Getting Better at Watercolor Painting

Watercolor painting has been a huge challenge for me. And the bigger the challenge the more stubborn I become. I tend to lose interest in things that are easy. Just today I ran into an article titled “Are we making things too hard?” I do. Always.

But it’s not that I want things to be difficult, I just want things to be well made, with the best possible practices, with the right tools… ugh, I’m anal that way. Being like this trips me up all the time. Last week I had a web project. It seemed simple, nothing fancy. However I was so adamant in implementing the “good” WordPress practices that I complicated matters for myself too much. I wound up with three days of insomnia. When I did sleep I saw code in my dreams. It’s the same with watercolors. I took too many online classes, I ruined so much paper and nothing worked. And the things that did work seemed like a “fluke”.

So, how to improve?

At one point I browsed my Pinterest boards and asked myself what style of watercolors do I like best? And what style do I want to practice? Most of all: why?

I wrote about documenting one’s process from time to time. Art selfies if you will. Every time I look at that Vivienne Westwood painting, my first ever, I feel a bit of pride for my persistence.

So to answer the above questions about what, which and why…

I truly like the flowy watercolors, those that seem effortlessly random and I love portraits. I also love food illustration.

Flowy watercolors require high quality paper and brushes, and these do require a special something, the ability to foresee what is not there. Most of the people who paint like that, do so from imagination or if they are looking at a reference, they just take the very minimal. I can’t buy bulks of high-quality paper and I don’t have that je ne sais quoi. So after a lot of failed attempts at this style I managed to let it go.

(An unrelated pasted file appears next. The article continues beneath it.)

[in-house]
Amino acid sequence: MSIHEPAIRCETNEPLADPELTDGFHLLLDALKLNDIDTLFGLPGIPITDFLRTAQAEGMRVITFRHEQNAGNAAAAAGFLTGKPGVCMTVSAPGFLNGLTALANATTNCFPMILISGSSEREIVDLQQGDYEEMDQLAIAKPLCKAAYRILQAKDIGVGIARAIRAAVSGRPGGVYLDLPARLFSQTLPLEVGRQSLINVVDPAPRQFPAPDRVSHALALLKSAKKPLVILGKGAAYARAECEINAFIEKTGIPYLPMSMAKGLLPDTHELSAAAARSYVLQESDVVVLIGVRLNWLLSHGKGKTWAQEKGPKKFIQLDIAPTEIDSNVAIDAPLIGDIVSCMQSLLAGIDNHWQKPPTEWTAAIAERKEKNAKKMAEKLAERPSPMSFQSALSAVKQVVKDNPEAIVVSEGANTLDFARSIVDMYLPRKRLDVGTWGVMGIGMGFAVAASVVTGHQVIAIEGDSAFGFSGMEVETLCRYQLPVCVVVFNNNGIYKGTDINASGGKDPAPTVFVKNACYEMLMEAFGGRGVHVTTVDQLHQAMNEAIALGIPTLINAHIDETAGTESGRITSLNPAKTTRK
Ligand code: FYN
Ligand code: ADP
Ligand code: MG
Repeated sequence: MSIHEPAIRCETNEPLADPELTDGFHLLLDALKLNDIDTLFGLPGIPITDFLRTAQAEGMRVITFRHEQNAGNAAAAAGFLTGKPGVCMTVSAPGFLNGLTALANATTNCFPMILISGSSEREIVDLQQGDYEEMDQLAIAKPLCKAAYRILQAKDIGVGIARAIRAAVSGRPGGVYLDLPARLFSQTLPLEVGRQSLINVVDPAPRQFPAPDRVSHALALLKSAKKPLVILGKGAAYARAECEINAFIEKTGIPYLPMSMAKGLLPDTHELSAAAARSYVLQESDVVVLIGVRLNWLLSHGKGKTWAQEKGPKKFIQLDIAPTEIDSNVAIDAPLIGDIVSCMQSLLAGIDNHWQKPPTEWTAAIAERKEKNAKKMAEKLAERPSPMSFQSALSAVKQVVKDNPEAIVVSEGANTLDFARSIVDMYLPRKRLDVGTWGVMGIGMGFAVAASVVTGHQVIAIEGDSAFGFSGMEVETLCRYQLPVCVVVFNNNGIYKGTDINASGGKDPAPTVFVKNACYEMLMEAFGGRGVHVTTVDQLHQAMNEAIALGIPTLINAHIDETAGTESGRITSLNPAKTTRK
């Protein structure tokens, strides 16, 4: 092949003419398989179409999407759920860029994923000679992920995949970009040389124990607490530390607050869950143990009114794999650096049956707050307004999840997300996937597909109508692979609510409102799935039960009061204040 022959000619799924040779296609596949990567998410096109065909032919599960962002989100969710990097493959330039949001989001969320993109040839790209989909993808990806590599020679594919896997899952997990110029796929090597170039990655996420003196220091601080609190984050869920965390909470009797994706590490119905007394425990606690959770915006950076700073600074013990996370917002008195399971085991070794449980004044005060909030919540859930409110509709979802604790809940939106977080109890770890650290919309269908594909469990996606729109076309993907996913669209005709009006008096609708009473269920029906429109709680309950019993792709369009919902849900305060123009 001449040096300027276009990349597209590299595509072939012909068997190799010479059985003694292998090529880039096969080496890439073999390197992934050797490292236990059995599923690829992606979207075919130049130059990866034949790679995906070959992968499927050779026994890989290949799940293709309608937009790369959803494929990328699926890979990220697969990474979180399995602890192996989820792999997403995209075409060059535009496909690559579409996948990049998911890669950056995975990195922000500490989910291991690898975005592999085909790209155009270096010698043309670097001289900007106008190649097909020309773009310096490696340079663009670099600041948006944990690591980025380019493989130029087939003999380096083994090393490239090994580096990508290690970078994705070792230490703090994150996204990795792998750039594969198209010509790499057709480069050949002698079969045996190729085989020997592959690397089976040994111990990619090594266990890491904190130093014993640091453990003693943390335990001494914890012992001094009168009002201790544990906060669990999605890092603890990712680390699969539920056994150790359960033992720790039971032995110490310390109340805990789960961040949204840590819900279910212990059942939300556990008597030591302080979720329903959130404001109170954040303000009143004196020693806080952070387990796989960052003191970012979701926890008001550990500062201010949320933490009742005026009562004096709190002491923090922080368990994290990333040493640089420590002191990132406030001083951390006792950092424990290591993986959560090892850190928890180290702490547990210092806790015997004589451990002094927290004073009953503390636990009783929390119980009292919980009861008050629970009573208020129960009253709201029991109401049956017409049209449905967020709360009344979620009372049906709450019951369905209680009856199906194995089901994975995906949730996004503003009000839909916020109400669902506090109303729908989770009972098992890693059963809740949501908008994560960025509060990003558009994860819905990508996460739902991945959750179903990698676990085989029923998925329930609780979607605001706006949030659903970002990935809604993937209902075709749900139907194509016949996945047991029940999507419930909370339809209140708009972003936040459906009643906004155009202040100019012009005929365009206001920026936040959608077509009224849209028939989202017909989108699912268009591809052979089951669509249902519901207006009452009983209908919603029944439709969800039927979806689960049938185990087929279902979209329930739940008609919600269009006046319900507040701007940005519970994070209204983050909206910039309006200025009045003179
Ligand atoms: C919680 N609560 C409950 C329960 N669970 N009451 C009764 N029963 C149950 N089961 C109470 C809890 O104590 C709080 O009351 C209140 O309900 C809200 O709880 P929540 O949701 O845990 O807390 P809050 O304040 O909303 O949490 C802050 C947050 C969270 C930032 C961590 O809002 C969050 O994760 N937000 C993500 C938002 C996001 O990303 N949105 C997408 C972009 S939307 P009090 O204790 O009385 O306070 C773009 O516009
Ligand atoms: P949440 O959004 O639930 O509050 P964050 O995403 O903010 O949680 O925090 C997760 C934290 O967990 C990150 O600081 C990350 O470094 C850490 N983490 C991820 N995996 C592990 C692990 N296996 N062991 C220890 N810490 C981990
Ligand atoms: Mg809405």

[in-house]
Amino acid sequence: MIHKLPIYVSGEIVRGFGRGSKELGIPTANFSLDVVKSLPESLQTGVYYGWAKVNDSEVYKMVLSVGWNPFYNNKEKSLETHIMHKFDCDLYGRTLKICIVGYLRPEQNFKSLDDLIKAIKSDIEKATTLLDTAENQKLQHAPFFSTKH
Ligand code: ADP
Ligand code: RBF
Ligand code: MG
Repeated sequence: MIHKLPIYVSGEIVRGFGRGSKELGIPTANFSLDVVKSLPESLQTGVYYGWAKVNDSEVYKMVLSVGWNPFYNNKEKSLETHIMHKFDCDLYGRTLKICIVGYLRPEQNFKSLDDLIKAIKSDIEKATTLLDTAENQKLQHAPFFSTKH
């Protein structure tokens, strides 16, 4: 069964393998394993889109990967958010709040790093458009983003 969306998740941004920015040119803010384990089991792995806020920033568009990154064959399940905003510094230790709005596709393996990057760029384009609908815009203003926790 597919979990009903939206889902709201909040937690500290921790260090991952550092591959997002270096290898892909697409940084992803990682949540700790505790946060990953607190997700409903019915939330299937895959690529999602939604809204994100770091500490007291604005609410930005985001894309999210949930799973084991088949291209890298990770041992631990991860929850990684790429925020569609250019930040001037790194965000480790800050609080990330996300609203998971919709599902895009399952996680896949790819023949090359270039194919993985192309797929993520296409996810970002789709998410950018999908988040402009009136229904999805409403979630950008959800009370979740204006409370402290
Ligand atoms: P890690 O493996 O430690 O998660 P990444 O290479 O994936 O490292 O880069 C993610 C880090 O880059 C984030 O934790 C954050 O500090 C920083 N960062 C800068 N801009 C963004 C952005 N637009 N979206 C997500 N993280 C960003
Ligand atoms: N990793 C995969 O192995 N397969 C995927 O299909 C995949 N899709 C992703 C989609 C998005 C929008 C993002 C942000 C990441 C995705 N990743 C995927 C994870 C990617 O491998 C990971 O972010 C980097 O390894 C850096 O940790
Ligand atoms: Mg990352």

In the very beginning of my watercolor adventure I ran into a video where the instructor said: if you have the values right and the drawing right, the color doesn’t matter. Then he proceeded to draw a psychedelic portrait. This video remained in my subconscious and it gave me the key to understanding not only watercolors but duh! all of the visual arts: VALUE.

The problem is, to see value is hard. I squint my eyes as much as I can and yet, I still wind up with a high contrast image because I do not see midtones. But this, as everything else, is practice. And I have practiced a lot.

I discovered that my hand prefers the wet-on-dry technique. This watercolor painting technique allows me to control water and pigment a lot better and my work has improved.

I’ve followed many different techniques and read quite a bit. I’ve done many exercises and watched hours of time-lapses (god how I hate them!) just to pick up bits and pieces.  I’ve also fantasized about getting into an illustration program, but it’s a wacky idea. I don’t have the time or the resources.

Yet, perseverance pays off. If you’ve followed me on Instagram, I’ve posted some of these images. I hope one day to be able to veer off from the representational and more into palettes of my own.

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